We think of the mobile phone — well, what we would call a cell phone — as something fairly modern. Many of us can still remember when using a ham radio phone patch from your parked car would have people staring and murmuring. But it turns out in the late 1940s, Bell Telephone offered Mobile Telephone Service (MTS). It was expensive and didn’t work as well as what we have now, but it did let you make or receive calls from your automobile. After the break, you can see a promotional film about MTS.
The service rolled out in St. Louis in the middle of 1946. The 80-pound radios went in the trunk with a remote handset wired to the dashboard. At first, there were only 3 channels but later Bell added 29 more to keep up with demand. An operator connected incoming and outbound calls and if three other people were using their mobile phones, you were out of luck.
Use Cases and Gear
The video shows a truck driving team that receives a call to make an unscheduled pickup, then a worker who calls the main office while out in the field. There were a lot of manual steps to determine what base station to use for the call. It isn’t obvious until close to the end of the video, but the system was half-duplex. You had to push a button on the handset to talk.
The radio gear shows up around seven minutes. Be prepared. They are going to tell you the two units are “compact!” The dynamotor that supplies plate voltage to the transmitting tubes alone probably weighs 15 times your largest cell phone’s weight. Not to mention there was a possibility your vehicle would need to have a larger battery and alternator installed. As big as these were, the output power was only about 3 watts.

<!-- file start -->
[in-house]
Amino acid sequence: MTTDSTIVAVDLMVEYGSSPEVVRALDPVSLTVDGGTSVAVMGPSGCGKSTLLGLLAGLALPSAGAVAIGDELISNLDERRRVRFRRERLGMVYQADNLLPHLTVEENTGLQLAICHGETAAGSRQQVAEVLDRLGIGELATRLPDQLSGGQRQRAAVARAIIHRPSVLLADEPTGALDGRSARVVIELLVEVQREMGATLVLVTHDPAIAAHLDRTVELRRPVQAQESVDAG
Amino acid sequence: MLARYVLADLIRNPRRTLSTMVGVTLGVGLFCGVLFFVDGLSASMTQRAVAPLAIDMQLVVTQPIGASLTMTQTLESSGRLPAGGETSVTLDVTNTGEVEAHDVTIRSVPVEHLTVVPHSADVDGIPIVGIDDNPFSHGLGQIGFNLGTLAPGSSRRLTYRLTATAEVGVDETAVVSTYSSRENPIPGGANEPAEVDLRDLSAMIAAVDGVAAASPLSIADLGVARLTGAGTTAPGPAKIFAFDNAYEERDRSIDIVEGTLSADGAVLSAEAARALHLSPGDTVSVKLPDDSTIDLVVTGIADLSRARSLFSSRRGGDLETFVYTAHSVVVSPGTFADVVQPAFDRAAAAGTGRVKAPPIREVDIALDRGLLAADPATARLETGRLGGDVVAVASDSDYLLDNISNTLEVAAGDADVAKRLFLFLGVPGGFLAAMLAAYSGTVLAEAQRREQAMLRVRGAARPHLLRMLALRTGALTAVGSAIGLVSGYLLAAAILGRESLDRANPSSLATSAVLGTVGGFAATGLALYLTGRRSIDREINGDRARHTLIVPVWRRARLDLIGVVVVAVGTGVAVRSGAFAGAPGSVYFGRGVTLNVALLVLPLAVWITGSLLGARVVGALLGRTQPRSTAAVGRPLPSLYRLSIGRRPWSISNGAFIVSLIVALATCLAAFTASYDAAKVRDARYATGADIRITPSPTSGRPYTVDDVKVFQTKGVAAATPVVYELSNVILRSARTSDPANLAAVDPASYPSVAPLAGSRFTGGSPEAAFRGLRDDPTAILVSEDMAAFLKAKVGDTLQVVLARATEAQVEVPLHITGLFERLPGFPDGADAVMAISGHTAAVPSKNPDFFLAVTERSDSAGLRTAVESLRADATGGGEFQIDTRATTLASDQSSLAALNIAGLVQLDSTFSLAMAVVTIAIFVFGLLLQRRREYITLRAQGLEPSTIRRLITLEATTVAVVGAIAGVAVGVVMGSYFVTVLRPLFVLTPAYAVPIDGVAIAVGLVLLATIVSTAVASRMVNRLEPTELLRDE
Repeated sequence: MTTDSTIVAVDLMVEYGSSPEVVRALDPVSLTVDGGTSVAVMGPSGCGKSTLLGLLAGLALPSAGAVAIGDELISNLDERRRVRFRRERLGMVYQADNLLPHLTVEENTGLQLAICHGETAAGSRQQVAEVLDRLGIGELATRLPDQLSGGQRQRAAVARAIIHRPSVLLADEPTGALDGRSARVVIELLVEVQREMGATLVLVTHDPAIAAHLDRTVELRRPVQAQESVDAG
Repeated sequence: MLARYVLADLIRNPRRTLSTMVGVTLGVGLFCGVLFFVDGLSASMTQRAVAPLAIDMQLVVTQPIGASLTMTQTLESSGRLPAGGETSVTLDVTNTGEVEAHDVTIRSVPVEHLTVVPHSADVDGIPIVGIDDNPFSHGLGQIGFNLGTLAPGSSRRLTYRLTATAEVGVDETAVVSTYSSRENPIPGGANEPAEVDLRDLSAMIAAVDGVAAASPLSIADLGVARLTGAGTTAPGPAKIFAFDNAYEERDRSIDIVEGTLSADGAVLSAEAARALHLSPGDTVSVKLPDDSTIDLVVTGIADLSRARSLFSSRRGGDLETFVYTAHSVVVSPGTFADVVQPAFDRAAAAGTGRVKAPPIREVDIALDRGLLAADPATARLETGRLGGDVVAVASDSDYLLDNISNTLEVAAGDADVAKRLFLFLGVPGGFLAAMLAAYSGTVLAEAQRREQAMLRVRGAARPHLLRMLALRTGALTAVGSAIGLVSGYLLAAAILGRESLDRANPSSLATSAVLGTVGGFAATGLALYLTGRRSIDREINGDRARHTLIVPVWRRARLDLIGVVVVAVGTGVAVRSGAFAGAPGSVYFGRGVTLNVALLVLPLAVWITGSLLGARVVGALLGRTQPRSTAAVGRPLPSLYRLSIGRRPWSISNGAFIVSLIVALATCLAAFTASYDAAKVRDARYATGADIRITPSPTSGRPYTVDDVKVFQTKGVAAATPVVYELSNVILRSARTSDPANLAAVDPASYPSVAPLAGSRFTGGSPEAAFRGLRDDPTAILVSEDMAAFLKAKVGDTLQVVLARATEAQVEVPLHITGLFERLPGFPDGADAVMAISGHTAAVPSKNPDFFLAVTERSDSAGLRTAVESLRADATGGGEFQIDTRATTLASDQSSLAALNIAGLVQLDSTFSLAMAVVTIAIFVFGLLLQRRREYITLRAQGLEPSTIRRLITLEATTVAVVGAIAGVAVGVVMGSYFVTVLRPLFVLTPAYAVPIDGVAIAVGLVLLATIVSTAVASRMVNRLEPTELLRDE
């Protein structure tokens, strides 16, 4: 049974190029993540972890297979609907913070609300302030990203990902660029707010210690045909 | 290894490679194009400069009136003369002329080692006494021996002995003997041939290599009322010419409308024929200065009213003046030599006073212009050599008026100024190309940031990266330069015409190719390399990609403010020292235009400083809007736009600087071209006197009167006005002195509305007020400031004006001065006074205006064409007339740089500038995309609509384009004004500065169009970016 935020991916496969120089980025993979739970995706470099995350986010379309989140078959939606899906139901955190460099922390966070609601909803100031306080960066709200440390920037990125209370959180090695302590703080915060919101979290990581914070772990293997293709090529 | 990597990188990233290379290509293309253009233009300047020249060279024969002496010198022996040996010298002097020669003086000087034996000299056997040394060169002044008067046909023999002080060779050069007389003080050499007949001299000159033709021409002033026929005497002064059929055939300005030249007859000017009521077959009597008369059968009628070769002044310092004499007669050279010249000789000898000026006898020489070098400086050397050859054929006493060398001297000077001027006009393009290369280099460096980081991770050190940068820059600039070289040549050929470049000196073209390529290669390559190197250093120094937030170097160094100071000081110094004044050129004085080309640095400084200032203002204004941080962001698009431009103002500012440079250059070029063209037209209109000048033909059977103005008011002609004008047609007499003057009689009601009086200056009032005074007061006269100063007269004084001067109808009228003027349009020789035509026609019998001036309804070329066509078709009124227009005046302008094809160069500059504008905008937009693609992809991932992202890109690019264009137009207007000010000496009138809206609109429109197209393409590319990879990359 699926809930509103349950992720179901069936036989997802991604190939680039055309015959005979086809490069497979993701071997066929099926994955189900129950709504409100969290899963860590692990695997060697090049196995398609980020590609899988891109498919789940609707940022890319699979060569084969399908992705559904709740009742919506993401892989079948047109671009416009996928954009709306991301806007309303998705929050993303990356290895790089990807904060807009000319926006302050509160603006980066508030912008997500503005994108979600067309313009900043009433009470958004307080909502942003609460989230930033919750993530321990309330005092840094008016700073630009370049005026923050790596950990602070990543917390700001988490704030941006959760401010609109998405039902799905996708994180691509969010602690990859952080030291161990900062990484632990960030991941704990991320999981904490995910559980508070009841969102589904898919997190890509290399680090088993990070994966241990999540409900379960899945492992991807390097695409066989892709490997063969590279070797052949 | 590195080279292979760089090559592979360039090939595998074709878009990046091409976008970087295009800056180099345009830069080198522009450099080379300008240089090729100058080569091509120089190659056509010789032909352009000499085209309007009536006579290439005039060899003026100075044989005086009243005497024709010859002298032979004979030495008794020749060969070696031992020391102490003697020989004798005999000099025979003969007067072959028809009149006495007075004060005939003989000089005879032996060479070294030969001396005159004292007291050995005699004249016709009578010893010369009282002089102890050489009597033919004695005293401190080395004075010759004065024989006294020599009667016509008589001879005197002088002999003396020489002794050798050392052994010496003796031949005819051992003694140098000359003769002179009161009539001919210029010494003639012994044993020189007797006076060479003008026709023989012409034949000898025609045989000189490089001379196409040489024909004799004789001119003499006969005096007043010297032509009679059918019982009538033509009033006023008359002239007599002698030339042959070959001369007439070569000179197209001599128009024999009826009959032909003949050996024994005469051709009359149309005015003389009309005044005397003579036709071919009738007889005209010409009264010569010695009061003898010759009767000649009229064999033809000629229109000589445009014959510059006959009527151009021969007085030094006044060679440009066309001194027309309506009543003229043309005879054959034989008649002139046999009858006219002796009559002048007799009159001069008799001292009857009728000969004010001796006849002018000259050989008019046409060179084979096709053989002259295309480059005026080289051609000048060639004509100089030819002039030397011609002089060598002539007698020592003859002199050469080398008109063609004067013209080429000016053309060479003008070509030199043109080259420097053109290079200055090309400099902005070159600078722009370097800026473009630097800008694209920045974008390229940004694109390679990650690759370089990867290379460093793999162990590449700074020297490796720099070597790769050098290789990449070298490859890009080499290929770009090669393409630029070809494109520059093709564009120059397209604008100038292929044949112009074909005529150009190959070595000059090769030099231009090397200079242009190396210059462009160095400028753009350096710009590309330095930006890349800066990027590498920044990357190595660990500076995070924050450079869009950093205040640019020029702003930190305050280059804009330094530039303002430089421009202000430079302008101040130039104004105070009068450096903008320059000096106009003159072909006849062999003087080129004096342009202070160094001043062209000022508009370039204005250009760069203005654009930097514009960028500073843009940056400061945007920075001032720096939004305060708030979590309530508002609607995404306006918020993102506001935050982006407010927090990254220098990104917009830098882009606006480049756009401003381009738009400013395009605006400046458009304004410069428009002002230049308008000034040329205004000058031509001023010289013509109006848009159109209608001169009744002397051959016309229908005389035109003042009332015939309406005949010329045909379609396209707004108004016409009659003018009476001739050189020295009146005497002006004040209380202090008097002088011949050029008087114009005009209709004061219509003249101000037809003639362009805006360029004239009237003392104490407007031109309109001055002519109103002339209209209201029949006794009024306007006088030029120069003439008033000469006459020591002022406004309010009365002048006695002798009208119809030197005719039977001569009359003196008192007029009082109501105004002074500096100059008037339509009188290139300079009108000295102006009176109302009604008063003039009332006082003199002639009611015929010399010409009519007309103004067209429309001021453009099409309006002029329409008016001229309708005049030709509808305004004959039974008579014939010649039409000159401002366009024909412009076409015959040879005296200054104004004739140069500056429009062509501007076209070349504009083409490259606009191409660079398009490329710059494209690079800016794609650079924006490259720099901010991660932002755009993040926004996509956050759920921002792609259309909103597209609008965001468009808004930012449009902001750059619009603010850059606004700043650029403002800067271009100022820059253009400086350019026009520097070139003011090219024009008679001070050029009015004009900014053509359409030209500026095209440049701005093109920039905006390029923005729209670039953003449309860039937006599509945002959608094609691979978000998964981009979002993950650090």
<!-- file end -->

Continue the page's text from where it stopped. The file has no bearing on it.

If you want more technical detail and some great pictures, [wb6nvh] has a really good page detailing the history of MTS.
Around the eight minute mark, you can see the base station antennas and radios. In the middle was an operator sitting at a classic switchboard. There were two services available: an urban service that had radios in cities and the highway service had antennas along major roadways.
The frequency, by the way, was in several bands. The low VHF band was around 40 MHz for the highway service and around 150 MHz — not far from the current 2-meter ham band — for the urban service. At first, you had to listen for the operator to announce your mobile phone number, but this was soon replaced by selective calling as seen in the video.
There was a variant of MTS that used shortwave frequencies and single sideband. Of course, that was noisy and finicky. There was also some use of MTS to make public phone calls on a train.
Common sense would make you think that a “good” radio system would have high power and a large footprint. The problem with that is that the larger area invalidates a channel for all users in that area.
The key to successful mobile service was to make transmitters weak and antennas very directional and low range. This allows you to restrict a set of channels to a small region or cell. Those same frequencies can then find use again in a nearby, but not adjacent, cell.
This made it hard to fit too many customers into the mobile system. In some cities, the waiting list was about three years. Prices were high because the systems were often at full capacity so encouraging new subscribers didn’t make sense.
MTS hung around until the 1980s. But by 1964, the writing was on the wall and Improved Mobile Telephone Service (IMTS) was available. IMTS has direct dialing and full-duplex. A common IMTS phone, the 25 watt Motorola TLD-1100, had two roughly 8-inch square circuit boards to locate an idle channel and do other channel management via audio tones. That is, an idle channel had a 2 kHz tone transmitted, while a busy channel had 1.8 kHz. You could even get an IMTS phone in a briefcase.
Phones have a very rich history. We’ve even looked at a Rube Goldberg-style answering machine.